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The Government Accountability Office (“GAO”) has released its Annual Report to Congress summarizing bid protest activity for Fiscal Year 2022 (GAO-23-900462). The report mostly shows a continuation of recent trends: the overall number of GAO protests continues to drop, “effectiveness” remains high and stable (51 percent), and there are very few hearings (two for the year). Of note, preaward solicitation challenges were one of the most successful types of protest at GAO, for the first time ever since GAO began reporting the bases for successful protests in 2013. Below we break down what contractors can glean from this latest report.
Overall numbers down
The total number of protests filed at GAO continues to fall. The chart below shows the number of protest actions reported by GAO over the last several years.
Why is this happening? It is likely a combination of factors. One is that some protesters increasingly view the Court of Federal Claims as a preferred first option for protests, in part because the Court will allow protesters access to the entire procurement record by default (in contrast to GAO, which permits agencies to withhold records deemed irrelevant). A second factor is that agencies may be using means such as task order procurements and other transaction agreements (“OTAs”) to decrease the number of protestable procurement actions. Third, enhanced debriefings may be having the intended effect of reducing the number of protests by giving unsuccessful offerors a better understanding of why they were not selected for award.
Effectiveness rate is stable and again tops 50 percent
While the share of protests sustained by GAO in a merits decision remains modest, the overall effectiveness rate remains stable and quite high. The chart below shows these statistics in recent years, with “effectiveness” indicating an outcome where a protest obtained some form of desired relief—most often through voluntary corrective action.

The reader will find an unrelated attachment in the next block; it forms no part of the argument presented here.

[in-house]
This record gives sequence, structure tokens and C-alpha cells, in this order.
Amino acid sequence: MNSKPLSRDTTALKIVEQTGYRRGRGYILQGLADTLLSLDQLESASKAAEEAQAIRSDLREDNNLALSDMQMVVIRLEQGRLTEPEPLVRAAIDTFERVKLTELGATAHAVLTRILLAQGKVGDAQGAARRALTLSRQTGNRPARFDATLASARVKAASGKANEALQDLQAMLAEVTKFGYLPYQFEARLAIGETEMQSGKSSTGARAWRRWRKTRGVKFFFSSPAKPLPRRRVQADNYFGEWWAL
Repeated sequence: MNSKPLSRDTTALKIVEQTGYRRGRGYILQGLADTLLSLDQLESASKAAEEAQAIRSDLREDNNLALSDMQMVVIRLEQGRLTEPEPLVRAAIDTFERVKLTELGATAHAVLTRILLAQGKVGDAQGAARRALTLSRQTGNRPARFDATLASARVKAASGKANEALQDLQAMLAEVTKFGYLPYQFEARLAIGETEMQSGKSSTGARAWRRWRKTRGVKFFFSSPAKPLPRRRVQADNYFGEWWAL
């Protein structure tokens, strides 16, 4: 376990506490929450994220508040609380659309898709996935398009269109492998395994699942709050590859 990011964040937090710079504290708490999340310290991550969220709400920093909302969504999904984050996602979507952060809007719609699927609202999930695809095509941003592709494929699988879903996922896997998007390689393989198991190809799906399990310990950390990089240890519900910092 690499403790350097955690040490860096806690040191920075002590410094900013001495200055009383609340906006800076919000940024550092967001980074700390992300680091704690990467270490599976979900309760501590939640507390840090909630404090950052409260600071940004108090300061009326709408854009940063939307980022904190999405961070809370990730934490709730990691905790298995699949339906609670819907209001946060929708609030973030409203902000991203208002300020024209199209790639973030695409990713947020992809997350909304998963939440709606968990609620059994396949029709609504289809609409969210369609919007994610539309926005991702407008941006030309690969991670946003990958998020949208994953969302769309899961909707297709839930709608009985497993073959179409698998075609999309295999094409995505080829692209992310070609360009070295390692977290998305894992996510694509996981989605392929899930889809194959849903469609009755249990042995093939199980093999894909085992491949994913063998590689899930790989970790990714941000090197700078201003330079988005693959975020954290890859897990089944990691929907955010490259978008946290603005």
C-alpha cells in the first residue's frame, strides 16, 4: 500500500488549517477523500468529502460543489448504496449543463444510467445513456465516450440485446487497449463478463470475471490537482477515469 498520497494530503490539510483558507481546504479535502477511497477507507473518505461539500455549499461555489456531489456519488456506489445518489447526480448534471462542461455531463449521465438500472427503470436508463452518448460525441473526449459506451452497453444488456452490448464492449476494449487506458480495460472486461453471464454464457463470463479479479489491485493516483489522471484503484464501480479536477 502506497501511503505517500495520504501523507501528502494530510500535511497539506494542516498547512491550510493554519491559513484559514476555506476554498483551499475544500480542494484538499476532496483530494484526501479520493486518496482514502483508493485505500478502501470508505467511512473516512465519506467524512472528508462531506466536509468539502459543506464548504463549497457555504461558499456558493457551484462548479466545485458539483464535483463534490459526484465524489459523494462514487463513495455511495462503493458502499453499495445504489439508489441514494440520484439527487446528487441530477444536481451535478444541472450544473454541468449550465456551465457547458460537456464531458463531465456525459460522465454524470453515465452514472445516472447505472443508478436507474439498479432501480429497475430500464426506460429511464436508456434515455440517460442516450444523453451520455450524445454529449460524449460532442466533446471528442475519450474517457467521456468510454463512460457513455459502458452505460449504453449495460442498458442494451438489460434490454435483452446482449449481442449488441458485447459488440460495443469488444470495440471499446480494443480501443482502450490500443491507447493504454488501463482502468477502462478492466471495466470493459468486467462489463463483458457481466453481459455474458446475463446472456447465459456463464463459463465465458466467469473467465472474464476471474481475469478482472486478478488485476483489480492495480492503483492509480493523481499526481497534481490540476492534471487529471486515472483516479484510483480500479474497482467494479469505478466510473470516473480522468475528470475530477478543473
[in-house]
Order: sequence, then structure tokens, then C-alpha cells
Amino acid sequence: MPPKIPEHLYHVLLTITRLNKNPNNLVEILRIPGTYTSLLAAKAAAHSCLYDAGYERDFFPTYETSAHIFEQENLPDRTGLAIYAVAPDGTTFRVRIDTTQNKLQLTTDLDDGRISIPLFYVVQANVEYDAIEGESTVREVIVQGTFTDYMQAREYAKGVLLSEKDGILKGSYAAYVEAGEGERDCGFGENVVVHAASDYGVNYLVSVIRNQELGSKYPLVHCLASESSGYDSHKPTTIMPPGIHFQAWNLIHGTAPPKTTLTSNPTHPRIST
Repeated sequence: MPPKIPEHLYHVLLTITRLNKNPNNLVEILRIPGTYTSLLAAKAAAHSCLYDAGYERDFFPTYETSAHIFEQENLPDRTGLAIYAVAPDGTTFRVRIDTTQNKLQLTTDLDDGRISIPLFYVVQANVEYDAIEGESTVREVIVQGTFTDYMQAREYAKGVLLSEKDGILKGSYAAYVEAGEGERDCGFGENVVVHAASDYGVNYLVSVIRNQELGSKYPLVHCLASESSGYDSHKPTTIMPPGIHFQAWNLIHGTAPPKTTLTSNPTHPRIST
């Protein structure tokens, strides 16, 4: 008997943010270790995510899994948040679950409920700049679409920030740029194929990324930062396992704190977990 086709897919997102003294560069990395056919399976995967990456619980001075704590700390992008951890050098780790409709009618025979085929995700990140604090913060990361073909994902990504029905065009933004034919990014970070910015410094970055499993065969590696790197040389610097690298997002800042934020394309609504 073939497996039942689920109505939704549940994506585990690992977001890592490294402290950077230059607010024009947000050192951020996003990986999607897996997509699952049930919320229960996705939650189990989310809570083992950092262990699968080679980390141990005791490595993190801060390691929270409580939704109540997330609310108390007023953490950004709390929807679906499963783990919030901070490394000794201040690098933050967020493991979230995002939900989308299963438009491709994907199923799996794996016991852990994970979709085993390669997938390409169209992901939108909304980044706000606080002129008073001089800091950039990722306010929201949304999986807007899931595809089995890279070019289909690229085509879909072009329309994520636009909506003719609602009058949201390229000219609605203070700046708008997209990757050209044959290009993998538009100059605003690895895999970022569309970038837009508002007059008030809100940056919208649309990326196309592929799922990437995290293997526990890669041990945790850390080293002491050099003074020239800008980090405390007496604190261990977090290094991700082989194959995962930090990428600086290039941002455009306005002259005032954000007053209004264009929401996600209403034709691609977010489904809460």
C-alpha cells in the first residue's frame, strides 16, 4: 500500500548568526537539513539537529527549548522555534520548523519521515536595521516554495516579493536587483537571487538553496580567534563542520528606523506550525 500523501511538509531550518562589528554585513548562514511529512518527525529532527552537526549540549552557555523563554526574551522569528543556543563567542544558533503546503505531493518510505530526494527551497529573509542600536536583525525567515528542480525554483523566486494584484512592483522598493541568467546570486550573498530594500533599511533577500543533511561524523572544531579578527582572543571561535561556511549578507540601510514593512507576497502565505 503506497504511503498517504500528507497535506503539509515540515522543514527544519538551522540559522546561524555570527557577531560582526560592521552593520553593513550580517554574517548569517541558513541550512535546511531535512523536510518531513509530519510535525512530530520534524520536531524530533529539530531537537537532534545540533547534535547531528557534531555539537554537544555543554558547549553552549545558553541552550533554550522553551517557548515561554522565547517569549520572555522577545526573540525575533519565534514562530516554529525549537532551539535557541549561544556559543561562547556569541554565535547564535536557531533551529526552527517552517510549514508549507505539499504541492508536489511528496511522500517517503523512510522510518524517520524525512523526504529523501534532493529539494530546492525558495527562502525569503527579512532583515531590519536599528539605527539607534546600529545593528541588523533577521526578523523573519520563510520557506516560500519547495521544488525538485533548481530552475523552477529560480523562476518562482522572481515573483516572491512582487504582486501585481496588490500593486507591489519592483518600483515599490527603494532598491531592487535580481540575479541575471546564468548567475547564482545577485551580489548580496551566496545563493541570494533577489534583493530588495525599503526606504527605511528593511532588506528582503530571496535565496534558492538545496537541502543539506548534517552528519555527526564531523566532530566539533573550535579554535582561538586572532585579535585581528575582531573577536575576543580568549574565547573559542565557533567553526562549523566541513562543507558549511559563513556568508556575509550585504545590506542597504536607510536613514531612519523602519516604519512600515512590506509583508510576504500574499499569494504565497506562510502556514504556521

As contractors know well, many GAO protests are resolved through corrective action within the first 30 days, before the agency issues its agency report. GAO also frequently engages in various forms of Alternative Dispute Resolution, including outcome prediction wherein the GAO attorney will advise the parties of the likely outcome. Many agencies chose to take corrective action in response to outcome prediction indicating the protest is likely to be sustained. So while there are many avenues to the requested relief, the bottom line is that GAO protests remain quite effective.
Preaward protests find success
This is the tenth year that GAO has reported to Congress a list of the “most prevalent reasons for sustaining protests.” (The practice began with the FY 2013 report per 31 U.S.C. § 3554(e)(2).) The list for FY 2022: 1) unreasonable technical evaluation; (2) flawed selection decision; and (3) flawed solicitation. The last of these is particularly notable. Preaward protest grounds have never made an appearance on the list before. Even with GAO typically reporting four or five top bases for sustaining protests, the list has always included only topics or issues relevant in the post-award context. In FY 2022, protesters found increasing success pursuing preaward challenges to the terms of a solicitation. These challenges often include arguments that the solicitation was unduly restrictive of competition or contains ambiguous or contradictory terms. There have been a number of high-profile solicitation challenges recently, including those relating to the Polaris and CIO-SP4 information technology vehicle procurements.